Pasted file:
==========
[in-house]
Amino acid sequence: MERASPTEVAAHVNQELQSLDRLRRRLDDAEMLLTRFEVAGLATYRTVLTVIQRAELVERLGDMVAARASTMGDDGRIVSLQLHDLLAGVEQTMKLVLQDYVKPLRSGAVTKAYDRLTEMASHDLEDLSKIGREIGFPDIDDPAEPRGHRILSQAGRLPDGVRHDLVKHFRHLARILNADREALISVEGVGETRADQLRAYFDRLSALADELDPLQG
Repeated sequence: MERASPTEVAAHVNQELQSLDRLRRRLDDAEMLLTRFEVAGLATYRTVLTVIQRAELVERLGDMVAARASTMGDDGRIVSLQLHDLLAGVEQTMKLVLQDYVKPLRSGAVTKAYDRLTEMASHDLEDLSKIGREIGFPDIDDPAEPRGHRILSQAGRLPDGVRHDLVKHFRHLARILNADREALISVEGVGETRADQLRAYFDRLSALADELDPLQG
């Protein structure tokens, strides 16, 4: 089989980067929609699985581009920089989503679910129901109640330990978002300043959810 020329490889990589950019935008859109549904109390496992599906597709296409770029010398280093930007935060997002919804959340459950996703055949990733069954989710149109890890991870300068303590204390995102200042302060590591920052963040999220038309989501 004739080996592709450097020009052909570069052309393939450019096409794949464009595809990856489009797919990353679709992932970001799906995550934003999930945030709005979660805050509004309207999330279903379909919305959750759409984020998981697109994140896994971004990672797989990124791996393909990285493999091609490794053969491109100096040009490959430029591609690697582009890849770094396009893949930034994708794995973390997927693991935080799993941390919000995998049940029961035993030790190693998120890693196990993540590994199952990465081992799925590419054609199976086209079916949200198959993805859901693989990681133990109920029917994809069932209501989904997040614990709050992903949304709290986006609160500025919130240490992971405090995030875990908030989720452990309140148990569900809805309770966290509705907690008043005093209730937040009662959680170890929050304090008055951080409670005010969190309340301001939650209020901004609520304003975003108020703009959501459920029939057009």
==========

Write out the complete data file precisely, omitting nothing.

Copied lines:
[in-house]
Amino acid sequence: MERASPTEVAAHVNQELQSLDRLRRRLDDAEMLLTRFEVAGLATYRTVLTVIQRAELVERLGDMVAARASTMGDDGRIVSLQLHDLLAGVEQTMKLVLQDYVKPLRSGAVTKAYDRLTEMASHDLEDLSKIGREIGFPDIDDPAEPRGHRILSQAGRLPDGVRHDLVKHFRHLARILNADREALISVEGVGETRADQLRAYFDRLSALADELDPLQG
Repeated sequence: MERASPTEVAAHVNQELQSLDRLRRRLDDAEMLLTRFEVAGLATYRTVLTVIQRAELVERLGDMVAARASTMGDDGRIVSLQLHDLLAGVEQTMKLVLQDYVKPLRSGAVTKAYDRLTEMASHDLEDLSKIGREIGFPDIDDPAEPRGHRILSQAGRLPDGVRHDLVKHFRHLARILNADREALISVEGVGETRADQLRAYFDRLSALADELDPLQG
């Protein structure tokens, strides 16, 4: 089989980067929609699985581009920089989503679910129901109640330990978002300043959810 020329490889990589950019935008859109549904109390496992599906597709296409770029010398280093930007935060997002919804959340459950996703055949990733069954989710149109890890991870300068303590204390995102200042302060590591920052963040999220038309989501 004739080996592709450097020009052909570069052309393939450019096409794949464009595809990856489009797919990353679709992932970001799906995550934003999930945030709005979660805050509004309207999330279903379909919305959750759409984020998981697109994140896994971004990672797989990124791996393909990285493999091609490794053969491109100096040009490959430029591609690697582009890849770094396009893949930034994708794995973390997927693991935080799993941390919000995998049940029961035993030790190693998120890693196990993540590994199952990465081992799925590419054609199976086209079916949200198959993805859901693989990681133990109920029917994809069932209501989904997040614990709050992903949304709290986006609160500025919130240490992971405090995030875990908030989720452990309140148990569900809805309770966290509705907690008043005093209730937040009662959680170890929050304090008055951080409670005010969190309340301001939650209020901004609520304003975003108020703009959501459920029939057009």